What are the effects of a ketogenic diet on physical exercise and conditioning?
The benefits of being in a state of nutritional ketosis are widespread, from improved brain function and clarity to disease control such as epilepsy, type 2 diabetes and even cancer. (Beyond weight loss: a review of the therapeutic uses of very-low-carbohydrate (ketogenic) diets).
However, what are the effects of a ketogenic diet on physical exercise and conditioning? And what about carb fuelling your workouts on a keto diet? In a world where fitness professionals and gyms have long been promoting high-carb diets and glucose consumption prior to exercise to improve performance, is there any merit in a low-carb ketogenic diet, or are you simply setting yourself up to fail?
The good news is that although research on this topic is still at a fairly early stage, there is already a good body of evidence to suggest that ketogenic diets and exercise are not only compatible, in many cases, they are superior to a higher carb alternative for moderate to high intensity and ultra-endurance activities.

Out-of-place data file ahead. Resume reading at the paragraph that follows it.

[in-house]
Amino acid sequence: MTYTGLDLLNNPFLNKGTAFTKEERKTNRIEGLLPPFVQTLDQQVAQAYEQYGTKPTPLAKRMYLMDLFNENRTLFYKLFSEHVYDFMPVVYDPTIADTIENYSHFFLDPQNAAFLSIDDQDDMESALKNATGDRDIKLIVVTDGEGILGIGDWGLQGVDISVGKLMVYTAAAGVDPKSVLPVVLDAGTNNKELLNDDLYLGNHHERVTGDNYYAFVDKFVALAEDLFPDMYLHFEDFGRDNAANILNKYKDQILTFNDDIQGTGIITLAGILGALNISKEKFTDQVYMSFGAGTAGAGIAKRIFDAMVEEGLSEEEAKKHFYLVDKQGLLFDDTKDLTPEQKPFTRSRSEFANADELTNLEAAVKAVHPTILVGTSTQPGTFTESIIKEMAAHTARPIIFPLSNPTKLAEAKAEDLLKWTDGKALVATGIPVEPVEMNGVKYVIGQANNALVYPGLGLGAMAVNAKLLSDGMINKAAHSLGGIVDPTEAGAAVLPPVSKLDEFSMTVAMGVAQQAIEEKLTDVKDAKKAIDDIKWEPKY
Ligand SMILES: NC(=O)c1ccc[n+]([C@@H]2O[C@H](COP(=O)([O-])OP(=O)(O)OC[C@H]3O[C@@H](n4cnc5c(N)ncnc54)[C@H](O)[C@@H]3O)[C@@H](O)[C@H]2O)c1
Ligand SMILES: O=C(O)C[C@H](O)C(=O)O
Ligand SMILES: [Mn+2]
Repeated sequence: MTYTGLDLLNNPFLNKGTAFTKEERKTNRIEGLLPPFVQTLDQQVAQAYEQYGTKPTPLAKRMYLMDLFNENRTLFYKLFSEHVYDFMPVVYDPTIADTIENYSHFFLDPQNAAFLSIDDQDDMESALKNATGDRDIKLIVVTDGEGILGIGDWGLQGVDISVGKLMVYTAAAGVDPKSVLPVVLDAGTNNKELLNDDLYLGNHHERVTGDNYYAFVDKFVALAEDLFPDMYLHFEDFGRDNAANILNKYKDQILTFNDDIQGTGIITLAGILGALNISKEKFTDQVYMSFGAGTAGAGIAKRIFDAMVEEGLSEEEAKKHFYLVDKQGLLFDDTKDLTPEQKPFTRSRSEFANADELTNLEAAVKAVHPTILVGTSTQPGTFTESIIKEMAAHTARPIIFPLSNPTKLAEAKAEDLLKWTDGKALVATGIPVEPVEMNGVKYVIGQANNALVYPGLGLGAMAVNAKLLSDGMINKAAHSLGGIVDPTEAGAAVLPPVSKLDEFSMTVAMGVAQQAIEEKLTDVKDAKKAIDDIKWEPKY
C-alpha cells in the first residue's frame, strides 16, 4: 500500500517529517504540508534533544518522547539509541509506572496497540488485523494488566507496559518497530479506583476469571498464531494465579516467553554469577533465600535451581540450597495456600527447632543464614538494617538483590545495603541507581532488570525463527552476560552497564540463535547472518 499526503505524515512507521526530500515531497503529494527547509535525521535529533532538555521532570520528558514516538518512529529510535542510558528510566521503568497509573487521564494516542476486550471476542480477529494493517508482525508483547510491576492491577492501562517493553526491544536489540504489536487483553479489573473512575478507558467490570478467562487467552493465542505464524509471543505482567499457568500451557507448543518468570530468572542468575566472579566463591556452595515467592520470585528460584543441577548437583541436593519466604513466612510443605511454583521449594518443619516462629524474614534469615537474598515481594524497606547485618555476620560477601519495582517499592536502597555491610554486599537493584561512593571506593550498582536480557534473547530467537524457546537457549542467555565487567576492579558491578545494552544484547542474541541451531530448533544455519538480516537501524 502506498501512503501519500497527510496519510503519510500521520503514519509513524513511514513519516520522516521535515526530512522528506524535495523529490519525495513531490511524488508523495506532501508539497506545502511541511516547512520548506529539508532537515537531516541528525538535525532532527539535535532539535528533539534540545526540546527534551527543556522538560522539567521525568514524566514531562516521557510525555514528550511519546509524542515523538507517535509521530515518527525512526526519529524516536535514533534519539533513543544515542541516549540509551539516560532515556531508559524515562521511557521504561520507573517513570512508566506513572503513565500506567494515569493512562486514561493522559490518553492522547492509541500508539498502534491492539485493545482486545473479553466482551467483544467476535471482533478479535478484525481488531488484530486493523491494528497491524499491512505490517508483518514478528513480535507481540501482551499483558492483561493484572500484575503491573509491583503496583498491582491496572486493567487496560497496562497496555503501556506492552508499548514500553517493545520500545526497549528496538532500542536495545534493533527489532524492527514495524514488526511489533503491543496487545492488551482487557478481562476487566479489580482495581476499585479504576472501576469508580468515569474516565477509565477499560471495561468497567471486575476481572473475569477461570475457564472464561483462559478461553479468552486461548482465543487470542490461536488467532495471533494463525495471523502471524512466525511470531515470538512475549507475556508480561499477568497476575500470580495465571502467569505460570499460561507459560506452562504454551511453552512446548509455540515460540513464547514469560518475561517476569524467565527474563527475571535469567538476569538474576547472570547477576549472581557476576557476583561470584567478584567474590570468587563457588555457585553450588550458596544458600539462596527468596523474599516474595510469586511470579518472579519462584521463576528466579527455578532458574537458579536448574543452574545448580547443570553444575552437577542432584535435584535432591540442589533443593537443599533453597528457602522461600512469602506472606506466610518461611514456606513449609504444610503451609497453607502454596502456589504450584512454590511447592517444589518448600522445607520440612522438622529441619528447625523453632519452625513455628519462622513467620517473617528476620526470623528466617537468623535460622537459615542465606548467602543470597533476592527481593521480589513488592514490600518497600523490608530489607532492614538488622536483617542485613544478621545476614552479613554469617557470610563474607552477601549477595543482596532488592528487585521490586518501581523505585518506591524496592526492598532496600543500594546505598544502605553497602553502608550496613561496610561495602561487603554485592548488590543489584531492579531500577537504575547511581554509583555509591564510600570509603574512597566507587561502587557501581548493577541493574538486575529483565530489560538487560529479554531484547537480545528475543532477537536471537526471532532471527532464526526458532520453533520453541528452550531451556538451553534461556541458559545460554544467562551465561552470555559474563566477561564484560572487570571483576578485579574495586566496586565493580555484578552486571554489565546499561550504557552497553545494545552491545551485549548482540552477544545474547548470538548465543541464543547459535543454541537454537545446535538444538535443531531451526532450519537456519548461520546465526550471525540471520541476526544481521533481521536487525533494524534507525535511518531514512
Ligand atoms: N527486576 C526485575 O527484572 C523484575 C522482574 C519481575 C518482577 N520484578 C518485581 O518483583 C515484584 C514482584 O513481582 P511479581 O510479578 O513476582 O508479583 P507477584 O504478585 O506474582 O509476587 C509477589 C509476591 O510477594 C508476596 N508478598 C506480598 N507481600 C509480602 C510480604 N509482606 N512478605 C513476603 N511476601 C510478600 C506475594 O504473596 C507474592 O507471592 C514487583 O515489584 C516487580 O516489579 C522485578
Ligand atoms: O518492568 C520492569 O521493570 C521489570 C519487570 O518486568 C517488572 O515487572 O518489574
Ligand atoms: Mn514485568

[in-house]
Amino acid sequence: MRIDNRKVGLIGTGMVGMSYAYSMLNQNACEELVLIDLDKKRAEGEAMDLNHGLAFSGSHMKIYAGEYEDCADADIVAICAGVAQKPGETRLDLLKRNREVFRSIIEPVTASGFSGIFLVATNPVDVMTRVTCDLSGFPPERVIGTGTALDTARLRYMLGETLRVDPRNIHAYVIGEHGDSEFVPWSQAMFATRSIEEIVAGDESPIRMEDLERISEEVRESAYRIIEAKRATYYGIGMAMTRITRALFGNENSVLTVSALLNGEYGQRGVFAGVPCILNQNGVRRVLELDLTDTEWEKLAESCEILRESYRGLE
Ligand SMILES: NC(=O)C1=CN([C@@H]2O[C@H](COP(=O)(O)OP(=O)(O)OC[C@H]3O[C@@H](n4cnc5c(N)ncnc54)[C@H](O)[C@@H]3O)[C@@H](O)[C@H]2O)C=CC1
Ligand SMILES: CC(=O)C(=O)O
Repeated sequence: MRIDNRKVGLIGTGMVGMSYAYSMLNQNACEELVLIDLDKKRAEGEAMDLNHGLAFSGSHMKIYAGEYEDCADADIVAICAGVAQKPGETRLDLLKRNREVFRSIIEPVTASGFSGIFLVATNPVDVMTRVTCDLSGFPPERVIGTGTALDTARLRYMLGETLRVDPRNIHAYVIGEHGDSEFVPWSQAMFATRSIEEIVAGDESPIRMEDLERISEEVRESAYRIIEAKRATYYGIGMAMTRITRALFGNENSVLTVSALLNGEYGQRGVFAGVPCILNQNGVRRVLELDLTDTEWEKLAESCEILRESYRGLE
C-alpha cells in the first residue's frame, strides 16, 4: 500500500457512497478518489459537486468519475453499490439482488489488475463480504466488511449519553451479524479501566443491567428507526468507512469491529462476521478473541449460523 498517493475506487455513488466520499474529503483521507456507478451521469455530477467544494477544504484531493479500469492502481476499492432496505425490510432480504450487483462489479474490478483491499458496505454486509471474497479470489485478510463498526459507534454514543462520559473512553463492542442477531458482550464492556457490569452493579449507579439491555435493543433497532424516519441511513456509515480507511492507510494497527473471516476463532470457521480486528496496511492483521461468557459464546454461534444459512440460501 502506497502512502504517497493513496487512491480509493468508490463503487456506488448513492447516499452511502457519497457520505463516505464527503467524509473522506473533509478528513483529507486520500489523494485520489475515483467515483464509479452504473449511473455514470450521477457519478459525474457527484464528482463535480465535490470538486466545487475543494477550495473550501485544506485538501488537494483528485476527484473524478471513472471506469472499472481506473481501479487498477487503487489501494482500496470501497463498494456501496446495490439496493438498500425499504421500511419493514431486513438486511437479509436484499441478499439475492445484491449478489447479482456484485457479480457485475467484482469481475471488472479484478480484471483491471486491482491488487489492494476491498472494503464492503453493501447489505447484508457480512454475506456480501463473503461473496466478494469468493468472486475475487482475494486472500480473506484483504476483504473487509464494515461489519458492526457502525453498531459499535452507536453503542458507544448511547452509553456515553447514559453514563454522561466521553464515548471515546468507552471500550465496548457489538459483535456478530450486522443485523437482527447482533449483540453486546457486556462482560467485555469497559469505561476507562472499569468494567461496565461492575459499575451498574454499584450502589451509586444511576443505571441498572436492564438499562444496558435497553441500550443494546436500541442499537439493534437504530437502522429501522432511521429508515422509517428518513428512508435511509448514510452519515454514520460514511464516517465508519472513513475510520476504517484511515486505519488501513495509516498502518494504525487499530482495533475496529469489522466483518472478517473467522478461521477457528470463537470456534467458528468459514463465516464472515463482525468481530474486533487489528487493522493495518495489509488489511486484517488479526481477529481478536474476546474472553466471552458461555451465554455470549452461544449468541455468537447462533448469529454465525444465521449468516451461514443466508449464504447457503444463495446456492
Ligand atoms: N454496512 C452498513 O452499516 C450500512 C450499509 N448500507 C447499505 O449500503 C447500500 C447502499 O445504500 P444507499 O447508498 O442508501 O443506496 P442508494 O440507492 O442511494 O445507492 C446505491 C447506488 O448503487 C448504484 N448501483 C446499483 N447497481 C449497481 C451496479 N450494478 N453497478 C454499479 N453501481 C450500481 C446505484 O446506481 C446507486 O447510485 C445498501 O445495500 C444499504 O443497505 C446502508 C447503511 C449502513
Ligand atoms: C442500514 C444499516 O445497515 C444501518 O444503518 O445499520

Are ketones superior to glucose for fuelling workouts?
So how can this be? Well, when we use glucose to fuel our workouts the glycogen stores in our muscles get used up. This will of course be in proportion to the intensity of the workout. But for an activity such as running, you will have between 2-3 hours of glycogen (stored glucose) stored in your muscles. After this, you will need to consume more carbs or glucose (such as gels and ‘energy drinks’) during a long run or bike ride. Otherwise, you will experience the infamous ‘bonking’ or ‘hitting the wall’ where tiredness and fatigue start to kick in.
If instead you can tap into your fat reserves, then this has the potential for amazing results:
‘One recent study in ultra-endurance athletes found that a ketogenic group burned up to 2.3 times more fat in a 3-hour exercise session with no difference in muscle glycogen utilization and repletion compared to a high carb group’ (Metabolic characteristics of keto-adapted ultra-endurance runners.)
What if you are not fat-adapted (which can take up to 2 -3 weeks after starting a ketogenic diet) and want to experience the benefits of a ketone-fuelled workout? The good news is that you can–by supplementing with exogenous ketones (available here). And this is exactly what athletes all over the world have started to try for themselves.